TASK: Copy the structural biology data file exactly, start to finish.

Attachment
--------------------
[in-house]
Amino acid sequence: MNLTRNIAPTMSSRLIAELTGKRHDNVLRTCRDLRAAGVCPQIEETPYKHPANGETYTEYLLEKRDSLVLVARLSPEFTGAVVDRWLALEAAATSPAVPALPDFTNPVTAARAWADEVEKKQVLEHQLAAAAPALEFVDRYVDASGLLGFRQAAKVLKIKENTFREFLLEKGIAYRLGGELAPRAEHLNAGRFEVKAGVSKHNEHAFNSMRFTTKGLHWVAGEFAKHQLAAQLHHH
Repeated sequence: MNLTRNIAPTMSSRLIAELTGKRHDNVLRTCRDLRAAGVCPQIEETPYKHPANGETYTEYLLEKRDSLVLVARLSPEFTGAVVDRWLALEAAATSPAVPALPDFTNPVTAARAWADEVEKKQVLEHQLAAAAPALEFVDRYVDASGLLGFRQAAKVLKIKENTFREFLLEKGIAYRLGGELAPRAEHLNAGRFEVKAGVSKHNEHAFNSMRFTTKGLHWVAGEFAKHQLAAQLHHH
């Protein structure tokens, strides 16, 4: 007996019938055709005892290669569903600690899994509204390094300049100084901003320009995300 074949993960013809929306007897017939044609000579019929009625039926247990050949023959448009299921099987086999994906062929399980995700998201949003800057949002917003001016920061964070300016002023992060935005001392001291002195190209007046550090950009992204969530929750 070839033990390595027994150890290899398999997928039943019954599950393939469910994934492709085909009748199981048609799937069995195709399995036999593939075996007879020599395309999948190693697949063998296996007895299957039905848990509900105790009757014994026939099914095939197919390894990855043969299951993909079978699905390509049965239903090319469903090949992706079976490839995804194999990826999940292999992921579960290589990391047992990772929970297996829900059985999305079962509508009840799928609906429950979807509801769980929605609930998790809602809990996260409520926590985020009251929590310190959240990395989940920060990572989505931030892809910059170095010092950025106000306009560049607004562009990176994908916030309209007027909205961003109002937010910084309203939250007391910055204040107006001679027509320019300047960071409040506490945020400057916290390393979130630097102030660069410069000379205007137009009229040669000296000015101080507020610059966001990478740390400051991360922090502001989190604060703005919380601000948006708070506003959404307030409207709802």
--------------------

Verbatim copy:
[in-house]
Amino acid sequence: MNLTRNIAPTMSSRLIAELTGKRHDNVLRTCRDLRAAGVCPQIEETPYKHPANGETYTEYLLEKRDSLVLVARLSPEFTGAVVDRWLALEAAATSPAVPALPDFTNPVTAARAWADEVEKKQVLEHQLAAAAPALEFVDRYVDASGLLGFRQAAKVLKIKENTFREFLLEKGIAYRLGGELAPRAEHLNAGRFEVKAGVSKHNEHAFNSMRFTTKGLHWVAGEFAKHQLAAQLHHH
Repeated sequence: MNLTRNIAPTMSSRLIAELTGKRHDNVLRTCRDLRAAGVCPQIEETPYKHPANGETYTEYLLEKRDSLVLVARLSPEFTGAVVDRWLALEAAATSPAVPALPDFTNPVTAARAWADEVEKKQVLEHQLAAAAPALEFVDRYVDASGLLGFRQAAKVLKIKENTFREFLLEKGIAYRLGGELAPRAEHLNAGRFEVKAGVSKHNEHAFNSMRFTTKGLHWVAGEFAKHQLAAQLHHH
């Protein structure tokens, strides 16, 4: 007996019938055709005892290669569903600690899994509204390094300049100084901003320009995300 074949993960013809929306007897017939044609000579019929009625039926247990050949023959448009299921099987086999994906062929399980995700998201949003800057949002917003001016920061964070300016002023992060935005001392001291002195190209007046550090950009992204969530929750 070839033990390595027994150890290899398999997928039943019954599950393939469910994934492709085909009748199981048609799937069995195709399995036999593939075996007879020599395309999948190693697949063998296996007895299957039905848990509900105790009757014994026939099914095939197919390894990855043969299951993909079978699905390509049965239903090319469903090949992706079976490839995804194999990826999940292999992921579960290589990391047992990772929970297996829900059985999305079962509508009840799928609906429950979807509801769980929605609930998790809602809990996260409520926590985020009251929590310190959240990395989940920060990572989505931030892809910059170095010092950025106000306009560049607004562009990176994908916030309209007027909205961003109002937010910084309203939250007391910055204040107006001679027509320019300047960071409040506490945020400057916290390393979130630097102030660069410069000379205007137009009229040669000296000015101080507020610059966001990478740390400051991360922090502001989190604060703005919380601000948006708070506003959404307030409207709802």